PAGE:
October 6, 2015 at 8:38 am #52699
It’s been some time since I clicked on the Forum; haven’t felt the fear of stuttering for so long, it removed the urge to keep thinking about it.
Old belief systems are hard to dismantle. Who would have thought that it could have been so much easier had I accepted what now seems so obvious.
Fearing words, fearing people’s reaction to my fearful behavior, worrying about other’s opinions of me. My life must have been one great big fear.
Often in the past, seldom these days, I’d awake in a cold sweat from a nightmare. It’s always the same. Someone is after me, hunting me, catching up with me. I fall to the ground and kick up against my enemy with all my might……and awake with the bedclothes kicked away and my wife complaining.
A few nights ago I dreamt again, but this time I had a length of timber in my hand and challenged a group of men to come and get me. It’s these happenings that tell me how I’m travelling; what works for me.
I spent most of my 69 years fearing something not real. How is that for a laugh?
HansOctober 14, 2015 at 1:50 am #52703
Not especially funny. Sad, perhaps.
I could have tole you about all this, years ago. I probably did, but you couldn’t listen.
You’ve been using, and offering to others, mental tricks as the answer to an impossible problem, and now you know where that goes.
Fluency is a simple thing, too simple for the mind-gaming stutterers.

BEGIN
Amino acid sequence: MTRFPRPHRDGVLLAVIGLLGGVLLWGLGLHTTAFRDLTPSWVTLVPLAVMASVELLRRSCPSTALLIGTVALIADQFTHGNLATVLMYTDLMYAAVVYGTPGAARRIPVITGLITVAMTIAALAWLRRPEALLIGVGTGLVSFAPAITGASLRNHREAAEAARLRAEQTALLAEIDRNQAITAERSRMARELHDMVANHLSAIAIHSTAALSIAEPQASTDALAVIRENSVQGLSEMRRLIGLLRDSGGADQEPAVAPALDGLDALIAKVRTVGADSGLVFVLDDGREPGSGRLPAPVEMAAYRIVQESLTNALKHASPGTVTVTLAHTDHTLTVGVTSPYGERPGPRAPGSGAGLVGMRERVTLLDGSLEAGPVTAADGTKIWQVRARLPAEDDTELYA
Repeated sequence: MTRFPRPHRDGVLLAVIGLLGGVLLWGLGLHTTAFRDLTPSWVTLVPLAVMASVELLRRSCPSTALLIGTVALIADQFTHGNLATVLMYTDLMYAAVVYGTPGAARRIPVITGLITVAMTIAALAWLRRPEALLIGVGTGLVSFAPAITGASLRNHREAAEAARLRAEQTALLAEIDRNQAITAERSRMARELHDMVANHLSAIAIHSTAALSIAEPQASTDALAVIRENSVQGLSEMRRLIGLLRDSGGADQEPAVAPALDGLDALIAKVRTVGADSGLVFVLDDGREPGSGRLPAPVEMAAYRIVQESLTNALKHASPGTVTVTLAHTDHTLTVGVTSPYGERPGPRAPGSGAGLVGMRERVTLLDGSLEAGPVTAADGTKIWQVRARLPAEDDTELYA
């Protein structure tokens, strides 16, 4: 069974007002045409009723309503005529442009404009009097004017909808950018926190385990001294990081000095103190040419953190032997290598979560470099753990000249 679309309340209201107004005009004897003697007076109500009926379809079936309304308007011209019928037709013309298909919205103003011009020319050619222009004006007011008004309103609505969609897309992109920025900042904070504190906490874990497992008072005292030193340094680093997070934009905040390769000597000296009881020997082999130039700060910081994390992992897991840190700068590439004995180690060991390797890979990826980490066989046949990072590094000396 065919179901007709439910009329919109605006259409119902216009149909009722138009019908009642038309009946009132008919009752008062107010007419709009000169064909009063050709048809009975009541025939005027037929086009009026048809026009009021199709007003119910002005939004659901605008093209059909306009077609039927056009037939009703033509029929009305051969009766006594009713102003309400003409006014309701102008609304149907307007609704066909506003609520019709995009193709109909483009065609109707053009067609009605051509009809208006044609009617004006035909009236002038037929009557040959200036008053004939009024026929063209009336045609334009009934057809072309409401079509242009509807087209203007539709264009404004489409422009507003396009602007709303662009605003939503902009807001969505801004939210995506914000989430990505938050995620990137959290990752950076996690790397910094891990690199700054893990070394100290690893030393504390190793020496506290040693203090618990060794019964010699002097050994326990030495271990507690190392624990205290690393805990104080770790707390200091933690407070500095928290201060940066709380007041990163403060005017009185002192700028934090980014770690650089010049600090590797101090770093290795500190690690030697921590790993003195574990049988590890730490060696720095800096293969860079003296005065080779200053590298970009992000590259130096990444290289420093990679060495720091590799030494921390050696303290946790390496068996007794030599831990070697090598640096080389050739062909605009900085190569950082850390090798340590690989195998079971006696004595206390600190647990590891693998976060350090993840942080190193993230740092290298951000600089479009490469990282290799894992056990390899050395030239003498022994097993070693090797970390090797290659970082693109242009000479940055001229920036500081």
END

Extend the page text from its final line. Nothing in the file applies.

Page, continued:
You don’t need to think. Thinking leads to stuttering.
The mind itself is your enemy.
I didn’t know that, for most of my life, so there’s no shame in it.
But I know it now, and hopefully now you do too.
As far as I know, meditation is the only route to silencing the mind.
Once it’s done, it’s done. Fluency and sanity, combined.
Never be fearful, anxious, or depressed, again.
Fear is at the root of all life’s problems. Only the mind generates fear.
Turn it off and start to live.October 14, 2015 at 1:50 am #52701
Fear of what others think about you is certainly one of the reasons that makes us stutter – but not the only one. At least not for me. I think the goal should be to forget all the meaning you assigned to the way you speak.
Because even when speaking to my parents and close friends, who knew about my stutter and didn’t mind it, I still stuttered. There was no external pressure to speak fluently, but only internal – and that’s even worse.